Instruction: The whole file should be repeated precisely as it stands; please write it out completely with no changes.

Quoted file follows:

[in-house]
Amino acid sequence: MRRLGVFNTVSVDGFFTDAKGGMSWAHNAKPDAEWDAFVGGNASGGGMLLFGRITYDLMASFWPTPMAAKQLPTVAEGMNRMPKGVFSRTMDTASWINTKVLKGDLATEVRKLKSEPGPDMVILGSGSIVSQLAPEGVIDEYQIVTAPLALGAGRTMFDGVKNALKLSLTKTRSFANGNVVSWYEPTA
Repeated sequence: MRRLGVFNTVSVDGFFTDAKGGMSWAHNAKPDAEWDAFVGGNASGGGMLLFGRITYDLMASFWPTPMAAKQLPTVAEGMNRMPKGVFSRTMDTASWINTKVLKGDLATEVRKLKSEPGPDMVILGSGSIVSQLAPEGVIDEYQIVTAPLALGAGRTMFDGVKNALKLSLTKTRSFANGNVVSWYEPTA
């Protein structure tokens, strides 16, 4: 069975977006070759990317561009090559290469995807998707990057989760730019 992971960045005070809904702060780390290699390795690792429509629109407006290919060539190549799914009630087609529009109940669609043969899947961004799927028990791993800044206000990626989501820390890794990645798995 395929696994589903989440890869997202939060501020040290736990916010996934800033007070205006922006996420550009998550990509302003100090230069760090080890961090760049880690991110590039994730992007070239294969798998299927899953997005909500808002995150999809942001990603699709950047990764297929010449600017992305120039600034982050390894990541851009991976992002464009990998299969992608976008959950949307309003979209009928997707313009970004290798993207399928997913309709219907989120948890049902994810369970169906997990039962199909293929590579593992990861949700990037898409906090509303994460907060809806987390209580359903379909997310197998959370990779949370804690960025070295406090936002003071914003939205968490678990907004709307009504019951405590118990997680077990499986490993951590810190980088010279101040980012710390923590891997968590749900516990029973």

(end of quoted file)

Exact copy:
[in-house]
Amino acid sequence: MRRLGVFNTVSVDGFFTDAKGGMSWAHNAKPDAEWDAFVGGNASGGGMLLFGRITYDLMASFWPTPMAAKQLPTVAEGMNRMPKGVFSRTMDTASWINTKVLKGDLATEVRKLKSEPGPDMVILGSGSIVSQLAPEGVIDEYQIVTAPLALGAGRTMFDGVKNALKLSLTKTRSFANGNVVSWYEPTA
Repeated sequence: MRRLGVFNTVSVDGFFTDAKGGMSWAHNAKPDAEWDAFVGGNASGGGMLLFGRITYDLMASFWPTPMAAKQLPTVAEGMNRMPKGVFSRTMDTASWINTKVLKGDLATEVRKLKSEPGPDMVILGSGSIVSQLAPEGVIDEYQIVTAPLALGAGRTMFDGVKNALKLSLTKTRSFANGNVVSWYEPTA
């Protein structure tokens, strides 16, 4: 069975977006070759990317561009090559290469995807998707990057989760730019 992971960045005070809904702060780390290699390795690792429509629109407006290919060539190549799914009630087609529009109940669609043969899947961004799927028990791993800044206000990626989501820390890794990645798995 395929696994589903989440890869997202939060501020040290736990916010996934800033007070205006922006996420550009998550990509302003100090230069760090080890961090760049880690991110590039994730992007070239294969798998299927899953997005909500808002995150999809942001990603699709950047990764297929010449600017992305120039600034982050390894990541851009991976992002464009990998299969992608976008959950949307309003979209009928997707313009970004290798993207399928997913309709219907989120948890049902994810369970169906997990039962199909293929590579593992990861949700990037898409906090509303994460907060809806987390209580359903379909997310197998959370990779949370804690960025070295406090936002003071914003939205968490678990907004709307009504019951405590118990997680077990499986490993951590810190980088010279101040980012710390923590891997968590749900516990029973």